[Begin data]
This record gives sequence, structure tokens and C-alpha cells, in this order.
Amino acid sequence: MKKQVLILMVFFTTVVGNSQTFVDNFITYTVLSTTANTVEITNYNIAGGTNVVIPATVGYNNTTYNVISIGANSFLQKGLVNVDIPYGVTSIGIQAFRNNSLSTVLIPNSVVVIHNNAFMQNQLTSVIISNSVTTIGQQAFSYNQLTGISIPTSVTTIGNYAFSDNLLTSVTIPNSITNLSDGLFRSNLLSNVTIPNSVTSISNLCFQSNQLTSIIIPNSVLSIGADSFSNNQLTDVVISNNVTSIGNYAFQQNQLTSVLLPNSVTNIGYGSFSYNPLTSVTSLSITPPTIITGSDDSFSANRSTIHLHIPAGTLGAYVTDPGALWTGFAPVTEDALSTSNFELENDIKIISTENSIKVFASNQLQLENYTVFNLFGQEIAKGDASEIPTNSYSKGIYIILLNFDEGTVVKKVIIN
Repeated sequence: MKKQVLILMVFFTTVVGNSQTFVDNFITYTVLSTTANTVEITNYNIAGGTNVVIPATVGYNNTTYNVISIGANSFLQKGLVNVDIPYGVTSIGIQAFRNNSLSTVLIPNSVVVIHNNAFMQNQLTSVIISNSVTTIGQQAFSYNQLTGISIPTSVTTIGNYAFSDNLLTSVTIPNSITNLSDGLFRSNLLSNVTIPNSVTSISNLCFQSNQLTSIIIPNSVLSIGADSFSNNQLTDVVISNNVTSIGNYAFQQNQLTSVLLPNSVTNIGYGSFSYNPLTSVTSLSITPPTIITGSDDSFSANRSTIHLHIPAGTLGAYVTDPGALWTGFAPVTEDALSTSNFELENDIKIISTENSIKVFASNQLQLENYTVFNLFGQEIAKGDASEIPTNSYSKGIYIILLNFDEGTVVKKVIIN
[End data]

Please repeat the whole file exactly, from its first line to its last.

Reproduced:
This record gives sequence, structure tokens and C-alpha cells, in this order.
Amino acid sequence: MKKQVLILMVFFTTVVGNSQTFVDNFITYTVLSTTANTVEITNYNIAGGTNVVIPATVGYNNTTYNVISIGANSFLQKGLVNVDIPYGVTSIGIQAFRNNSLSTVLIPNSVVVIHNNAFMQNQLTSVIISNSVTTIGQQAFSYNQLTGISIPTSVTTIGNYAFSDNLLTSVTIPNSITNLSDGLFRSNLLSNVTIPNSVTSISNLCFQSNQLTSIIIPNSVLSIGADSFSNNQLTDVVISNNVTSIGNYAFQQNQLTSVLLPNSVTNIGYGSFSYNPLTSVTSLSITPPTIITGSDDSFSANRSTIHLHIPAGTLGAYVTDPGALWTGFAPVTEDALSTSNFELENDIKIISTENSIKVFASNQLQLENYTVFNLFGQEIAKGDASEIPTNSYSKGIYIILLNFDEGTVVKKVIIN
Repeated sequence: MKKQVLILMVFFTTVVGNSQTFVDNFITYTVLSTTANTVEITNYNIAGGTNVVIPATVGYNNTTYNVISIGANSFLQKGLVNVDIPYGVTSIGIQAFRNNSLSTVLIPNSVVVIHNNAFMQNQLTSVIISNSVTTIGQQAFSYNQLTGISIPTSVTTIGNYAFSDNLLTSVTIPNSITNLSDGLFRSNLLSNVTIPNSVTSISNLCFQSNQLTSIIIPNSVLSIGADSFSNNQLTDVVISNNVTSIGNYAFQQNQLTSVLLPNSVTNIGYGSFSYNPLTSVTSLSITPPTIITGSDDSFSANRSTIHLHIPAGTLGAYVTDPGALWTGFAPVTEDALSTSNFELENDIKIISTENSIKVFASNQLQLENYTVFNLFGQEIAKGDASEIPTNSYSKGIYIILLNFDEGTVVKKVIIN